Near the outdoor portion of your AC, is a line running from the drip pan to your landscaping. This is to drain the water from your drip pan, which makes it another prime option for housing mold. This line should be removed from its attachment once a month and cleaned with vinegar to remove debris and mold.

Avoiding mold in your equipment keeps your HVAC running it’s longest, but also keeps your family safe and secure.

AC Out? What to check before calling a tech.

It’s 95 degrees out, and your entire family is over for a BBQ. Your cousins baby is sleeping peacefully inside, when all of the sudden you realize the AC isn’t working and the indoor temperature is climbing.

Although your first reaction may be to call your local HVAC contracter (which is of course Komfort Heating), we have a couple simple tips to try before scheduling that service call. Saving you time, and money, these insider hacks are worth the try.

First, check your air filter! One of the most common culprits of a malfunctioning system is a dirty filter. Without proper air flow you could see your system begin to leak water, or even shut down. If it’s dirty, get a new one in and you’ll be surprised how often this resolves the problem.

Check your thermostat, is the screen on? Try changing the batteries and see if this helps your system. Low or dead batteries can also be the source of a poorly functioning system.

Check the circuit breaker. Find your breaker box and make sure all the breakers are in the ‘on’ position. Also try going to the furnace and flipping the on/off switch.

Finally, head on over to the outside unit for your air conditioning. Is it covered in debris or dust? If so, gently spray down the equipment. A clean condenser coil is essential to properly functioning equipment.

If none of these quick remedies bring your AC back to life, then it is probably time for an expert opinion. Although we hope you never run into problems bigger than these, Komfort Heating is always here to meet your HVAC needs as they arise!

 

Should I Replace My Whole HVAC System At Once or Just One Component?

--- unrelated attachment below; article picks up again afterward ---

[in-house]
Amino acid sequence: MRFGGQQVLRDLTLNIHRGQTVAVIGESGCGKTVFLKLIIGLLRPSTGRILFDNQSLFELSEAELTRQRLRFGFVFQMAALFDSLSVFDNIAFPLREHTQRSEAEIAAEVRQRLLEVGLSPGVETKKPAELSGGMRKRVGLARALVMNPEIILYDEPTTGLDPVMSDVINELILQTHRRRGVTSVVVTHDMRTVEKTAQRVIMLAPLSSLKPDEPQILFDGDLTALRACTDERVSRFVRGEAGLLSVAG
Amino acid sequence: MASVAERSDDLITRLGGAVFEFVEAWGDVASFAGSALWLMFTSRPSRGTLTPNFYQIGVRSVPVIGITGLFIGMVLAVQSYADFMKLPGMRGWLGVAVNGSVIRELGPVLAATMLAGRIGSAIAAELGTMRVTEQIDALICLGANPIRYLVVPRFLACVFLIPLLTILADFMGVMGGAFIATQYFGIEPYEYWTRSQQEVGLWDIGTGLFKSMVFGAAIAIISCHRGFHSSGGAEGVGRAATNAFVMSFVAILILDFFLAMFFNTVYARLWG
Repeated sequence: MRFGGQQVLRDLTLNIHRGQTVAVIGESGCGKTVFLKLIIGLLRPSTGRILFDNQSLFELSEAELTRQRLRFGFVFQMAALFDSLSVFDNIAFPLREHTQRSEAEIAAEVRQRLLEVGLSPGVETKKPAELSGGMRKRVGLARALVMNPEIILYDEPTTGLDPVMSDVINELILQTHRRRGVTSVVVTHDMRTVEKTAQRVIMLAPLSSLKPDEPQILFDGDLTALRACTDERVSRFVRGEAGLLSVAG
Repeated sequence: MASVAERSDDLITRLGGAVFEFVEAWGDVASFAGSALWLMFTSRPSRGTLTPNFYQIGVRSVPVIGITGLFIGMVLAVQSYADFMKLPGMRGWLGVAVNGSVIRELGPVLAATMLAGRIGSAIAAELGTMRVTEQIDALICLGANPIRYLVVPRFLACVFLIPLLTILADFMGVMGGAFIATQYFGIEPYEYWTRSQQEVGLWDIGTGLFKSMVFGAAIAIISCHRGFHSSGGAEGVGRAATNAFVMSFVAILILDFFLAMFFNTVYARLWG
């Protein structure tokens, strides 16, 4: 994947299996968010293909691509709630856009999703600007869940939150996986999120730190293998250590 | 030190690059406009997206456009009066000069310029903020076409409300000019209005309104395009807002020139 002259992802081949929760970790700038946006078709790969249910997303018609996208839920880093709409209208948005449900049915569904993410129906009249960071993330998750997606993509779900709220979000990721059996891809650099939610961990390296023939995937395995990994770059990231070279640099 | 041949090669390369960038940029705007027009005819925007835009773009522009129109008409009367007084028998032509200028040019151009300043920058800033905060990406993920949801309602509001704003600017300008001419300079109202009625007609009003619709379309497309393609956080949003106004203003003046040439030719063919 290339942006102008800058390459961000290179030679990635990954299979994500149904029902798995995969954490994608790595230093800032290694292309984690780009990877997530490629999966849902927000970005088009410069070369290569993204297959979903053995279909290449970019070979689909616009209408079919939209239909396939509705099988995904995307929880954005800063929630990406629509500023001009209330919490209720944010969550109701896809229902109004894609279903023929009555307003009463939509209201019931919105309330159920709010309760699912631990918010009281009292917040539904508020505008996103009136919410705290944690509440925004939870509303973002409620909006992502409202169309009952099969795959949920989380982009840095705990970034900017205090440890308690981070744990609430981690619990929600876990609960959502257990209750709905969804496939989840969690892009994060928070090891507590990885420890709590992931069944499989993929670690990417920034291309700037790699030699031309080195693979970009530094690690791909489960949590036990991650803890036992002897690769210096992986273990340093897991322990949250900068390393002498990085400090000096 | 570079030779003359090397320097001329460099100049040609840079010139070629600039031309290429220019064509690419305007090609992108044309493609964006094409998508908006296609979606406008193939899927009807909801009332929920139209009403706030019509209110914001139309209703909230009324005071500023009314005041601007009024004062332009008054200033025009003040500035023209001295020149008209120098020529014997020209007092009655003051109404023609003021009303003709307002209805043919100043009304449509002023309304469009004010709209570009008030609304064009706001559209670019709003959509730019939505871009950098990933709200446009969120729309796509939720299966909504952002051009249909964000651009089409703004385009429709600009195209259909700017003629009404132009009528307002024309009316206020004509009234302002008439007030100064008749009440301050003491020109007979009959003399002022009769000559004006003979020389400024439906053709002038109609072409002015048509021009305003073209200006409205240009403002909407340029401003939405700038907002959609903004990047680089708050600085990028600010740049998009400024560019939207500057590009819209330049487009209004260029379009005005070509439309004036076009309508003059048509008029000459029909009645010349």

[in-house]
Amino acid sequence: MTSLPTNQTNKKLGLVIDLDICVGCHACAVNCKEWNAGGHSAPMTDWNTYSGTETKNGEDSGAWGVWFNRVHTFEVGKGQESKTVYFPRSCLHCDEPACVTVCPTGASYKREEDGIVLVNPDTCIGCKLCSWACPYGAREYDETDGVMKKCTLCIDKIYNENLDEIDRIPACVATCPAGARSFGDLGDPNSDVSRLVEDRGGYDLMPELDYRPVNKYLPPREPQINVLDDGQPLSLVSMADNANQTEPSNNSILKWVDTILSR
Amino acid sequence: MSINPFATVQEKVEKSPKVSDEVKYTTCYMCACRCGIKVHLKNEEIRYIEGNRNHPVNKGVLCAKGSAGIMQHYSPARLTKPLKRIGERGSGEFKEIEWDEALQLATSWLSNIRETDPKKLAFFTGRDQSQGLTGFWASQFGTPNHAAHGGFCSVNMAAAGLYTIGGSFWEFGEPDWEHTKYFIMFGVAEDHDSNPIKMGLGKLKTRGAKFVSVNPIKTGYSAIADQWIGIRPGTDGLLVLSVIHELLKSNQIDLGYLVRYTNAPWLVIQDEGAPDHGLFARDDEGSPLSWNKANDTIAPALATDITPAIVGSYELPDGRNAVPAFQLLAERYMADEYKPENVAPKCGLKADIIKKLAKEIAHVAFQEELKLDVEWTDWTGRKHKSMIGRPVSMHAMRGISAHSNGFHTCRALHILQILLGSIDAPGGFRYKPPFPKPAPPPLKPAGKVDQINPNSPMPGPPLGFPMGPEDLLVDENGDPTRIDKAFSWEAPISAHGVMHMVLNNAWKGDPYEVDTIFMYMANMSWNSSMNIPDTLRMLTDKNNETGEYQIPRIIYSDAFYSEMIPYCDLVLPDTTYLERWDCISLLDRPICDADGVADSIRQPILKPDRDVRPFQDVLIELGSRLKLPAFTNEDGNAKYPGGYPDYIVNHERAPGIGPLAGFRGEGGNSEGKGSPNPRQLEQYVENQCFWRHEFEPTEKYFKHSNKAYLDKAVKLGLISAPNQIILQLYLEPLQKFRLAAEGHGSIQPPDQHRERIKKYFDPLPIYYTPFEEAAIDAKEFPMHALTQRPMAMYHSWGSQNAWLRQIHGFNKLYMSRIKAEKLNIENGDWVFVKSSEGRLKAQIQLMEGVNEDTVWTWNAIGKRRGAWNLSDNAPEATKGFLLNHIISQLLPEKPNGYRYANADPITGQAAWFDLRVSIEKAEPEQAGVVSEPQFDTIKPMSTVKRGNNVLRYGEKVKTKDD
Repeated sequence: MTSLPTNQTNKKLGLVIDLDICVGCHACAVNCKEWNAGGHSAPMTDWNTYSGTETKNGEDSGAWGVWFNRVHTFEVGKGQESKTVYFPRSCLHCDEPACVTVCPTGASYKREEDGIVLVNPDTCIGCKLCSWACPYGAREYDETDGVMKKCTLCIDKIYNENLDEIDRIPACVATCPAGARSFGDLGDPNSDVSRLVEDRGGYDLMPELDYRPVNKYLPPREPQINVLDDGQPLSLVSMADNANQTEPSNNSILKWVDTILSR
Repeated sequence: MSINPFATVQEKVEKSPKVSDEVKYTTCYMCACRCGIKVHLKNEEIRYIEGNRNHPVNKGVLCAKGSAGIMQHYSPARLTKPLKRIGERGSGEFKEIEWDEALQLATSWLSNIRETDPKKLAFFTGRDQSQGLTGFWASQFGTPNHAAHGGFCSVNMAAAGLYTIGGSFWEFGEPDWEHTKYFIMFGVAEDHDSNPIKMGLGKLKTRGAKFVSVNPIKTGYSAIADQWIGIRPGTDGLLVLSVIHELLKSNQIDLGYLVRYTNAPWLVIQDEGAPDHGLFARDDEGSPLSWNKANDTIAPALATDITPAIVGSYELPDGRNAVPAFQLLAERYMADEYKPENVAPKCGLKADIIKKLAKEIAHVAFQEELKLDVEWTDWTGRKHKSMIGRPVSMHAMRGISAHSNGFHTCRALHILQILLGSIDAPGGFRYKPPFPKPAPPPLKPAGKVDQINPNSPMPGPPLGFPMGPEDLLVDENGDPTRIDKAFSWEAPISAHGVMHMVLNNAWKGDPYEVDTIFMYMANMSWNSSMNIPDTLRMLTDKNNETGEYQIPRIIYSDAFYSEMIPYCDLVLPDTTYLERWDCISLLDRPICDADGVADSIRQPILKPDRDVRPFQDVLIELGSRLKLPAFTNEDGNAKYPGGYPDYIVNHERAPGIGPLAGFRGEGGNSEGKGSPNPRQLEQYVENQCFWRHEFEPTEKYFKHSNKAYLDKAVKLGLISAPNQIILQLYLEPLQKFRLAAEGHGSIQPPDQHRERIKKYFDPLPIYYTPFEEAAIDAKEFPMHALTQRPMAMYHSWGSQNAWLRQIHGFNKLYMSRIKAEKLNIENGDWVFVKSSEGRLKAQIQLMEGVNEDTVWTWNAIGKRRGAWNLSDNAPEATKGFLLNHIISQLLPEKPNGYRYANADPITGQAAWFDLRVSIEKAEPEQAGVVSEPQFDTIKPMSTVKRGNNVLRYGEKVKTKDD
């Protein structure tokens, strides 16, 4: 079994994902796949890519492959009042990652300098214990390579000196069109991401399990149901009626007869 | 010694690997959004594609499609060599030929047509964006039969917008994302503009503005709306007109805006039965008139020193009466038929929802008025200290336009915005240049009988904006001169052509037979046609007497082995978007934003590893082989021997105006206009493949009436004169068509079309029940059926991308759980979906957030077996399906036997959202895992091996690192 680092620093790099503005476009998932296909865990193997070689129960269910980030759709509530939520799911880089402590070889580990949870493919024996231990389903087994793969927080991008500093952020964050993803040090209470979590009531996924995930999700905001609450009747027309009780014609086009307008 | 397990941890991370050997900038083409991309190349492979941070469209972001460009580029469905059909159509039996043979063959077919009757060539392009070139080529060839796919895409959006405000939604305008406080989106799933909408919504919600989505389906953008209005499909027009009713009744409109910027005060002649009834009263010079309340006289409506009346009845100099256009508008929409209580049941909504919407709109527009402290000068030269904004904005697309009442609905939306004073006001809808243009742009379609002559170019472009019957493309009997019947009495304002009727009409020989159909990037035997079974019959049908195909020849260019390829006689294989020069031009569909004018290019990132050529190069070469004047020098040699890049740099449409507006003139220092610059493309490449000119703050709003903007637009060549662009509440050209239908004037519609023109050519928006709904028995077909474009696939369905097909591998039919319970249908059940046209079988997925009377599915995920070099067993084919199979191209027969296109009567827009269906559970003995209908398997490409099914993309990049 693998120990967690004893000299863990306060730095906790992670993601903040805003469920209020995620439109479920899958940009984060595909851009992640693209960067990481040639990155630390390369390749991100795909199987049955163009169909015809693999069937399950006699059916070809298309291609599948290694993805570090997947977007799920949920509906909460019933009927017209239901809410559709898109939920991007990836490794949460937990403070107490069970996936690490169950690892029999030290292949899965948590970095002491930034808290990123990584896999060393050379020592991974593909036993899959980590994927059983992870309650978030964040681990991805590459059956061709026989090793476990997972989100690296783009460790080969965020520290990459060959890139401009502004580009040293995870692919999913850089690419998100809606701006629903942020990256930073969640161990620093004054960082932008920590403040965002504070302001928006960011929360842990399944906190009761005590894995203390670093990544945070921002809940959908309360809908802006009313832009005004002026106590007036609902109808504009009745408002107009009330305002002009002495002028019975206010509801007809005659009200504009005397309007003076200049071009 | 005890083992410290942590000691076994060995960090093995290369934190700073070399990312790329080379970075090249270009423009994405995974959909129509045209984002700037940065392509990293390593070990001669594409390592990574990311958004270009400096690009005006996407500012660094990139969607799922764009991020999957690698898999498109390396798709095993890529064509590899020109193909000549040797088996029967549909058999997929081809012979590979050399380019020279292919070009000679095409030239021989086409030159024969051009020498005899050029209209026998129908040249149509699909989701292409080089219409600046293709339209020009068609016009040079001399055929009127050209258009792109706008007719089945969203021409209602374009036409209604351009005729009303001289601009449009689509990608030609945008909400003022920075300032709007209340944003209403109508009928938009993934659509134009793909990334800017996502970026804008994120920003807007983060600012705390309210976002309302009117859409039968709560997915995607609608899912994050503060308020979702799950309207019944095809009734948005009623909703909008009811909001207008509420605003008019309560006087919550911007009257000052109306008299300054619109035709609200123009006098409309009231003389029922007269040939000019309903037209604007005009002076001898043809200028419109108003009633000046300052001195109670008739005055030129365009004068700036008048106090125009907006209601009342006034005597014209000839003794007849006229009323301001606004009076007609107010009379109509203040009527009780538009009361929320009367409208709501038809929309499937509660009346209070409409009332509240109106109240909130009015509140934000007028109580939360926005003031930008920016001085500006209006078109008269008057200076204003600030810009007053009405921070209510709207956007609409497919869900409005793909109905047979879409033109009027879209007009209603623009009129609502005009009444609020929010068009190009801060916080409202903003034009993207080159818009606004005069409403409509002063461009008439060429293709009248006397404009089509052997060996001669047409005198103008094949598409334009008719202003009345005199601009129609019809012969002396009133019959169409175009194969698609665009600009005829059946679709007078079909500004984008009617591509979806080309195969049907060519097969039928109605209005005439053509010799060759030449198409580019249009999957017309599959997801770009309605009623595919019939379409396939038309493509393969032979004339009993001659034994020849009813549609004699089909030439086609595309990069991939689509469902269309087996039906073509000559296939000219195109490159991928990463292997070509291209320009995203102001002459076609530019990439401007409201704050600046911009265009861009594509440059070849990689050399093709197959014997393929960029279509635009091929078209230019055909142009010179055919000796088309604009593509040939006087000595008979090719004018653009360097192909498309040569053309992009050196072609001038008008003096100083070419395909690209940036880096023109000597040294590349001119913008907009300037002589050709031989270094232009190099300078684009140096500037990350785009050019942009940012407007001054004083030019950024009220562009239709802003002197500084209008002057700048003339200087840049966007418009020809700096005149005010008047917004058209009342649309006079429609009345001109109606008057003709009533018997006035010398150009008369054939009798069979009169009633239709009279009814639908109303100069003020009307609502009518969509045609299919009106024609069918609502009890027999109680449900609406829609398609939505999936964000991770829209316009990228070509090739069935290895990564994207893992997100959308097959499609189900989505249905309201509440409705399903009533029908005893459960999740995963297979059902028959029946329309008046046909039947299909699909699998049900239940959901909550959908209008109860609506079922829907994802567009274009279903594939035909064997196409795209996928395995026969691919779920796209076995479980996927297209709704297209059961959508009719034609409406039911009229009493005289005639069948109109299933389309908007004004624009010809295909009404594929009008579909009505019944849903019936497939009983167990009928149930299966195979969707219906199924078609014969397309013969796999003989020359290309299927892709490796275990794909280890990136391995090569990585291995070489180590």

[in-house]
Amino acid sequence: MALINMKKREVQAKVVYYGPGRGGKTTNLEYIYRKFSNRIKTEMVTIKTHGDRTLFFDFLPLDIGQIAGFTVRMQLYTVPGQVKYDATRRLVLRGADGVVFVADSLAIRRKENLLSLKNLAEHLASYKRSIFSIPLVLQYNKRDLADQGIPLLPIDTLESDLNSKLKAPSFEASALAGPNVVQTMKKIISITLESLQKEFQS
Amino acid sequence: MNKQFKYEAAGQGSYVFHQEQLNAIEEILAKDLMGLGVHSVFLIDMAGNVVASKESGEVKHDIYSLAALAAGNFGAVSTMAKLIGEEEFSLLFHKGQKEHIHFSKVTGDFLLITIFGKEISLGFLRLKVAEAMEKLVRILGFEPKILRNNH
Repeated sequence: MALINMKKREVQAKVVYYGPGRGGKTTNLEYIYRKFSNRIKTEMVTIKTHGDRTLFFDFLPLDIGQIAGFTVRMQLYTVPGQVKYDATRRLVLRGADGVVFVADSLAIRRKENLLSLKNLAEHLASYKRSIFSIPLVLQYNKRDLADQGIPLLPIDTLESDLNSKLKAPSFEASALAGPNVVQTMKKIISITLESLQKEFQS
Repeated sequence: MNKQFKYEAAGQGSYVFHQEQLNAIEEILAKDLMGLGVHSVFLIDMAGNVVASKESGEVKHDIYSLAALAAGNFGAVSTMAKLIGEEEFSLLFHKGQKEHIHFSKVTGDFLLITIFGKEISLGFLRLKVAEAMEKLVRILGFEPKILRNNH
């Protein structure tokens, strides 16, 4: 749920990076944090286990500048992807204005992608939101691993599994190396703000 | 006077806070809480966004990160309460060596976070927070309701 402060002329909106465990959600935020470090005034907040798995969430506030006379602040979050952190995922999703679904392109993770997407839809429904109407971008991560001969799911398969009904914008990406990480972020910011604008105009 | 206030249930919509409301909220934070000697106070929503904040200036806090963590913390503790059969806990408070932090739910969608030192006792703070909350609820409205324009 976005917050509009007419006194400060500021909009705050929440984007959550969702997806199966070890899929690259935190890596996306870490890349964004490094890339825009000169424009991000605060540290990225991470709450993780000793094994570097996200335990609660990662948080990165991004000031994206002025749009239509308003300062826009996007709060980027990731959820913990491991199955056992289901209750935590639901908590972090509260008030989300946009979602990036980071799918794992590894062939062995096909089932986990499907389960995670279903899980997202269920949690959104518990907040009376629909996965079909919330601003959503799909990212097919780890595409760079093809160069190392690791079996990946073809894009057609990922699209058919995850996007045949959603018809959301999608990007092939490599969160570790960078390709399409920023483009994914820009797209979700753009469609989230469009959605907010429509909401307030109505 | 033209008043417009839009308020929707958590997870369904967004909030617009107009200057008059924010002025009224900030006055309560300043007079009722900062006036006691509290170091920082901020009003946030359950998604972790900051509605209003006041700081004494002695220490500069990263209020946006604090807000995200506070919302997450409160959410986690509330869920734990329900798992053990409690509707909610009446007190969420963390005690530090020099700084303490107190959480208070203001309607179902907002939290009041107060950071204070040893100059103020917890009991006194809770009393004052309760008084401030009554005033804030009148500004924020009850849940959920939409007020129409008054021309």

This commonly asked question does not come with one hard and true answer for all homes. There are a variety of factors which go into this decision and make it a unique choice point for all home owners.

While not necessary to match your equipment by replacing both the furnace and the AC at the same time, the largest factor for consideration is energy efficiency. Equipment that is updated and designed to communicate and work well together will provide your home with the most cost-effective results.

Energy efficiency is a concern not only for environmental impact, but also due to it’s ability to decrease monthly bills. In addition to less costly monthly expenses, homeowners can save money upfront on installation. Because the process is less complicated when installing an entirely new system versus one single half, contractors are able to reduce labor costs, thus saving you money.

Finally, warranty opportunities are a consideration. When only part of the system is replaced at a time, the manufacturer is no longer obligated to honor the warranty which comes with a new system. Although not always the case, this is worth discussing with your HVAC provider to create a plan which meets your unique home needs.

 

Engergy Efficiency in A/C units.

Looking at purchasing new HVAC equipment can be overwhelming. You are making a major purchase for your home, with little to no knowledge about the system you’re making decisions about. Add into that all the technical jargon, ratings, sizes, and multi-stage options…..well even a somewhat knowledgeable homeowner could find themselves with questions.

When purchasing a new air conditioning unit, one factor to consider is the SEER rating- or Seasonal Energy Efficiency Rating. This number is an average of an entire season, to see how much energy a unit may use. There are minimum established requirements to be met here, and 13 SEER is the minimum. Although now the current standard has been raised, your home may have equipment with as low as 8 SEER due to changes in regulations over time.

Naturally, the higher your SEER rating, the more annual savings will be in cooling costs. This chart is a great visual to see where a front-end investment might prove to be highly beneficial over the long term.

Aside from money saving features, often systems with a higher SEER will also offer greater comfort. Typically, these units have a 2-stage or varible speed compressor in them. The downfall of a single stage unit is it can only run on one speed-leading to a system that is constantly turning off and on, resulting to uneven cooling. This fluctuation in temperature also inhibits the reduction of humidity in the home, further decreasing comfort.

Wisconsing Focus on Energy offers great rebates on high efficiency equipment, and Komfort Heating is proud to offer these as an instant discount to your system- saving you on both the initial investment, as well as over the long term.